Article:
Sullivan County Legislature Postpones Pay Cut Resolution After Heated Debate
Following an argument over communication, the Sullivan County Legislature Friday afternoon moved a resolution to cut the salaries of a number of county employees to an executive agenda in a few weeks. The cuts were proposed by the county manager to help stem the fiscal impacts of COVID-19.
Sullivan County Manager Josh Potosek had recommended the Legislature approve a temporary reduction in the salaries of 87 county employees. He says, effective July 1 and through December 31, all management/confidential employees would receive a 4 percent reduction in their annual salaries, reducing their take-home pay for the year by about 2 percent. Potosek said so in an email to affected employees Thursday. He says this layer of cuts would follow temporary layoffs
“It’s not going to solve all our budget problems but it, I think it’s going to be some shared sacrifice to get through this process. And management’s not going to be immune to potential salary reductions or cost reductions elsewhere,” Potosek says. “So I think it was kind of a lead by example here from a management group that we need to, all the way down the line needed to share this burden of these huge revenue losses that we’re facing.”
But during a special session of the county legislature Friday afternoon, a few legislators took issue with learning of the resolution on short notice, via text or otherwise, and without discussion. Democrat Nadia Rajsz.
“I’m very disappointed that we did not have any discussion on this. This is like hitting me like a lead balloon,” Rajsz says. “There was no discussion. Maybe the five of you knew what was happening…but, let me finish…”
“No, no, no, let me discuss. I’m the chair, ok?” Doherty says. “So you were texted; Ira was texted, and Joey was texted.”
“I’ll show you what the text said,” Rajsz says. “It was very cryptic.”
“Very cryptic?” Doherty asks.
“Very cryptic,” says Rajsz.
“We knew COVID existed from March. We knew we were in the crapper. We knew things were not going to get better. We knew, with the layoffs, right, at that point in April, that things were not going to get better with the state budget,” Rajsz says. “Why didn’t we get together and start talking about how we can resolve this besides taking away money from these people who are working shorthanded, working twice as hard and, to boot, did not know that this was happening,” says Rajsz. “There was an email sent a-quarter-to-four yesterday to some of the commissioners and department heads. This is, I’ve never seen anybody lead a group like this. This is an absolute sham.”
Democratic Minority Leader Ira Steingart also took issue with communication and agreed with Rajsz.
“You can’t just make a decision as chairman and not have, and bring the rest, the other eight of us in and not have a discussion,” Steingart says.
Republican Legislature Chair Robert Doherty:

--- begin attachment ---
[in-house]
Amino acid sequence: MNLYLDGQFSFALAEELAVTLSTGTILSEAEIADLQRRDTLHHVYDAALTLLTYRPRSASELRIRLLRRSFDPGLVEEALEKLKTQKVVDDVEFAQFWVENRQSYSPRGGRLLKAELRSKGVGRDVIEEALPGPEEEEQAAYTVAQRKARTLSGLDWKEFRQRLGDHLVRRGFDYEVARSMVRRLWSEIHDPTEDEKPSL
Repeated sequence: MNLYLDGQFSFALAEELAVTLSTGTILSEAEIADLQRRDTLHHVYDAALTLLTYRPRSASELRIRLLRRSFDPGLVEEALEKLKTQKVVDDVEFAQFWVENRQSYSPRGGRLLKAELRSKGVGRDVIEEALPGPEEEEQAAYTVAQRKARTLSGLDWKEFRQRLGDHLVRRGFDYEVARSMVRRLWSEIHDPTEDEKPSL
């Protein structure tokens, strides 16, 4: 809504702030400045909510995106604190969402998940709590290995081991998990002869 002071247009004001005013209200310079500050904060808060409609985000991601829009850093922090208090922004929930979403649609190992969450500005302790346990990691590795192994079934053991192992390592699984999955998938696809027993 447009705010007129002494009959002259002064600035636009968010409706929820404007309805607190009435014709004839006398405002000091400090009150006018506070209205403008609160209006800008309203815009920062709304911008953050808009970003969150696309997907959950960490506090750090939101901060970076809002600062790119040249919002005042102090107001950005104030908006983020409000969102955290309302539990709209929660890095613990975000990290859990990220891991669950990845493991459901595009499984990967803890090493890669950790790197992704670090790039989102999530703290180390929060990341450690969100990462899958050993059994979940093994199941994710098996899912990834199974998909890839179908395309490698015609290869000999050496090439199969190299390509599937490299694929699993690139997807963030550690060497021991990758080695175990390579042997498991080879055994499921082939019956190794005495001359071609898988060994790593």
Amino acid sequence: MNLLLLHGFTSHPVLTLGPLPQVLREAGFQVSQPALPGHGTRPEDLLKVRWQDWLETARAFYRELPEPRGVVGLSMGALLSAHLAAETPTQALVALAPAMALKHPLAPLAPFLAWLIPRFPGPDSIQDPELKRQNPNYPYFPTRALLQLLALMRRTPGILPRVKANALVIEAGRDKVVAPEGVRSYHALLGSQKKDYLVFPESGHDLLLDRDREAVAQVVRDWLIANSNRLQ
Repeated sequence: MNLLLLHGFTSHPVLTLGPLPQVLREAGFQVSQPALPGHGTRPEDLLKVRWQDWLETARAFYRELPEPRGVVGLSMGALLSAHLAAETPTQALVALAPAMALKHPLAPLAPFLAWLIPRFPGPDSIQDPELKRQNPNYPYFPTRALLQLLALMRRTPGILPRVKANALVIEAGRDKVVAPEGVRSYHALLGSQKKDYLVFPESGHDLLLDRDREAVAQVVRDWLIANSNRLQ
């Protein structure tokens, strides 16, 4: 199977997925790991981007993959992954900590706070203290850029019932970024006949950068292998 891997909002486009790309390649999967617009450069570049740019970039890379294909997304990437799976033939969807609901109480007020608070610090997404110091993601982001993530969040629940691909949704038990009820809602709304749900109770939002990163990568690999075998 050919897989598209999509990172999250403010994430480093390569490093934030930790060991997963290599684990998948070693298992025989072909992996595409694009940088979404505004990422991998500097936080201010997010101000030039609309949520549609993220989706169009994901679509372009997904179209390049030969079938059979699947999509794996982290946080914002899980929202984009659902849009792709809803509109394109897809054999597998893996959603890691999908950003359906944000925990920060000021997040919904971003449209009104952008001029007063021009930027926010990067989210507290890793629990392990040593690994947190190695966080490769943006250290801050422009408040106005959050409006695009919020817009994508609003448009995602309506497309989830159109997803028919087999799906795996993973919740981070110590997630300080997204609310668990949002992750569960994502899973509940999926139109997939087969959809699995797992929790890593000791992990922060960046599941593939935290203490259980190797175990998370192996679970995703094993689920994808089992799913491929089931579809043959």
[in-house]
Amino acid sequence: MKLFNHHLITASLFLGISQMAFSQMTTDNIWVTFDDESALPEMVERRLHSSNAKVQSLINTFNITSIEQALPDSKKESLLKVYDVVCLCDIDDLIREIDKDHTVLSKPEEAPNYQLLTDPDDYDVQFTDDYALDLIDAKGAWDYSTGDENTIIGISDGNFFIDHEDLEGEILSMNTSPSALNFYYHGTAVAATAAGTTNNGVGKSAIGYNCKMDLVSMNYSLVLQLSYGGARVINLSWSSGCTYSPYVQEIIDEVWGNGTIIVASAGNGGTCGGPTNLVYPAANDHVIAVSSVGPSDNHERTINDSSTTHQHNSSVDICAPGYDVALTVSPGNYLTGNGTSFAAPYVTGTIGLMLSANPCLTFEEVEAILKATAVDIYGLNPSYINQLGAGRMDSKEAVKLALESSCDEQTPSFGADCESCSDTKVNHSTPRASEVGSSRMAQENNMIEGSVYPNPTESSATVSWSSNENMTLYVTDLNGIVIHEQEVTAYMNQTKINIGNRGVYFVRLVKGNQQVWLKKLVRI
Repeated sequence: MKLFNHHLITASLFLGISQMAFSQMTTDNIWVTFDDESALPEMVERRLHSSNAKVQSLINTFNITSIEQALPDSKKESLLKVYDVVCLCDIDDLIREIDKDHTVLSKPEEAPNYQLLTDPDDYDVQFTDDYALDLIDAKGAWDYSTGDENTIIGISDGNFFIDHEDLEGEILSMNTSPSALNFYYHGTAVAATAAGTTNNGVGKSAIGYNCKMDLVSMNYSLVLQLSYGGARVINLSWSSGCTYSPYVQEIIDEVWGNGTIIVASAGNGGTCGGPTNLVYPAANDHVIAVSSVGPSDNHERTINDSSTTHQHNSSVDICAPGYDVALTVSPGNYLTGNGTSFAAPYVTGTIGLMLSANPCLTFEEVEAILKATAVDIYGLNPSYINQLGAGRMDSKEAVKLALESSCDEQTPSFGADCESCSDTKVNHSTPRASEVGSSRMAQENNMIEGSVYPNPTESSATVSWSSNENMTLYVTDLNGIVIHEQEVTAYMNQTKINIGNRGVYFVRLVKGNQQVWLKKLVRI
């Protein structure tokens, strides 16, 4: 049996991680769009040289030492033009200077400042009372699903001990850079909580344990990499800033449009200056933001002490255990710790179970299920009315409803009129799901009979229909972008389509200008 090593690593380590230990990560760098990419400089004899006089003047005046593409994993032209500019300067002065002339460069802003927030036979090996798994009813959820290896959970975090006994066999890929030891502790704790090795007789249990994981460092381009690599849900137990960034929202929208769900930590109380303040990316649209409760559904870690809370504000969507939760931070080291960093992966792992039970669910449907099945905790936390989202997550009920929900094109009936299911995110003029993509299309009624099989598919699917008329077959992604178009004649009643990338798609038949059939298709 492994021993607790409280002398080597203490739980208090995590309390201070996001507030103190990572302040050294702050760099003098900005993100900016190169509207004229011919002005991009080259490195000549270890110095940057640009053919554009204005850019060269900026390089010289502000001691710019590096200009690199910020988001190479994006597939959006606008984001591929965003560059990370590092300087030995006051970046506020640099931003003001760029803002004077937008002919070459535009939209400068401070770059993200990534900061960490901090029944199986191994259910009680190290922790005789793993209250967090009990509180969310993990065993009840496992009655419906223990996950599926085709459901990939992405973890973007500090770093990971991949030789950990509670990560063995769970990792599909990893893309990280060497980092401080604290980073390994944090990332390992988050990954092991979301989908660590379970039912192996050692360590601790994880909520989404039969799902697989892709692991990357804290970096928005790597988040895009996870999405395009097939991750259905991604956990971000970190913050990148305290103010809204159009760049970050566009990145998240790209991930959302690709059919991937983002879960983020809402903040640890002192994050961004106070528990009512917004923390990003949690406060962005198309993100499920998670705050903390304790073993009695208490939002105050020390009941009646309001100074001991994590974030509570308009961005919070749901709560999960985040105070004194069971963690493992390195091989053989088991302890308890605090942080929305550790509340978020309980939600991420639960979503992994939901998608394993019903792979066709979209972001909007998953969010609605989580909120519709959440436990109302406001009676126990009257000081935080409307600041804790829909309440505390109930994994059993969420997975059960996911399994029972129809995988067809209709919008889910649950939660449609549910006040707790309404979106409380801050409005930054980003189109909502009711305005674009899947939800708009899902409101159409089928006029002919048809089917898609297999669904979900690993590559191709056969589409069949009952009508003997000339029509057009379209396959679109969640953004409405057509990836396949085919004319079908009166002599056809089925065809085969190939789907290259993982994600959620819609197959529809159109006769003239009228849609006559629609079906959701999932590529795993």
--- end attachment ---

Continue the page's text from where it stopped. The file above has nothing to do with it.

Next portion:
“Ira, when I texted the three of you, I did not get any response whatsoever, not what is this about, do you have more information? Do you, were we going with this? Who else is doing this? Nothing,” says Doherty.
The back-and-forth and talking over one another continued. Republican Legislator Luis Alvarez also criticized the way the resolution was handled and how he was not included. Potosek, who was present during the session, had expected the legislature to approve the pay cuts given his conversations with some of the legislators and the willingness of a number of them to voluntarily take pay cuts themselves. Speaking to WAMC earlier in the day, Potosek described the type of positions where salaries would be cut.
“The county manager appoints what we call commissioners, they oversee big divisions, and then there’s department heads underneath them. That’s the vast majority of this group,” says Potosek. “There some other financial positions that aren’t in a union.”
Potosek says he would cut his salary by 8 percent, or 4 percent on a calendar-year basis.
“From a leadership perspective, I think it’s, I can’t ask other people underneath me and asking them to do a lot of work and step up, and especially in this time of crisis, and not take as much or more of a hit than they are, than they’re doing. And it’s something you see on the private sector where CEOs take a little bit more of a hit than some of the more rank-and-file or management groups,” Potosek says. “I thought it was necessary to show that I’m serious about preserving jobs and keeping our budget going and not having to raise taxes or cut services, so I think that’s where I was coming in that perspective.”
Elected officials, except for coroners, also fall under the management/confidential category as county employees, but the salary reduction would be a voluntary choice for them. At least nine, including Chairman Doherty, treasurer, district attorney and county clerk, have already agreed to have their pay cut at the same rate as non-elected employees. Steingart says he would add his name to those who would voluntarily cut their pay, to be stated in a revised resolution. Potosek says the pay cuts would save around $200,000 for a county deficit that amounts to as much as $20 million.